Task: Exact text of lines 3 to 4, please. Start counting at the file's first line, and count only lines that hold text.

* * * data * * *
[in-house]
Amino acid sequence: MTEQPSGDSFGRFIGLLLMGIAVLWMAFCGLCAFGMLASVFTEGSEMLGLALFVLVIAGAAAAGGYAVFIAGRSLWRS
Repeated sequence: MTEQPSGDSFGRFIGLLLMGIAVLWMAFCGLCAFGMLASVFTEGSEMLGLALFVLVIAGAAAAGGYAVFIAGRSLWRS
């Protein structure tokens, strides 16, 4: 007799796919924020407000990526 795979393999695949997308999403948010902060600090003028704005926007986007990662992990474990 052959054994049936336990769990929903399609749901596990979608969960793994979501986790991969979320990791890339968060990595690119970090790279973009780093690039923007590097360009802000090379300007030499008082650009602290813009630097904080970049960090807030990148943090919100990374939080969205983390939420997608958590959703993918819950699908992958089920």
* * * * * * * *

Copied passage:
Repeated sequence: MTEQPSGDSFGRFIGLLLMGIAVLWMAFCGLCAFGMLASVFTEGSEMLGLALFVLVIAGAAAAGGYAVFIAGRSLWRS
């Protein structure tokens, strides 16, 4: 007799796919924020407000990526 795979393999695949997308999403948010902060600090003028704005926007986007990662992990474990 052959054994049936336990769990929903399609749901596990979608969960793994979501986790991969979320990791890339968060990595690119970090790279973009780093690039923007590097360009802000090379300007030499008082650009602290813009630097904080970049960090807030990148943090919100990374939080969205983390939420997608958590959703993918819950699908992958089920």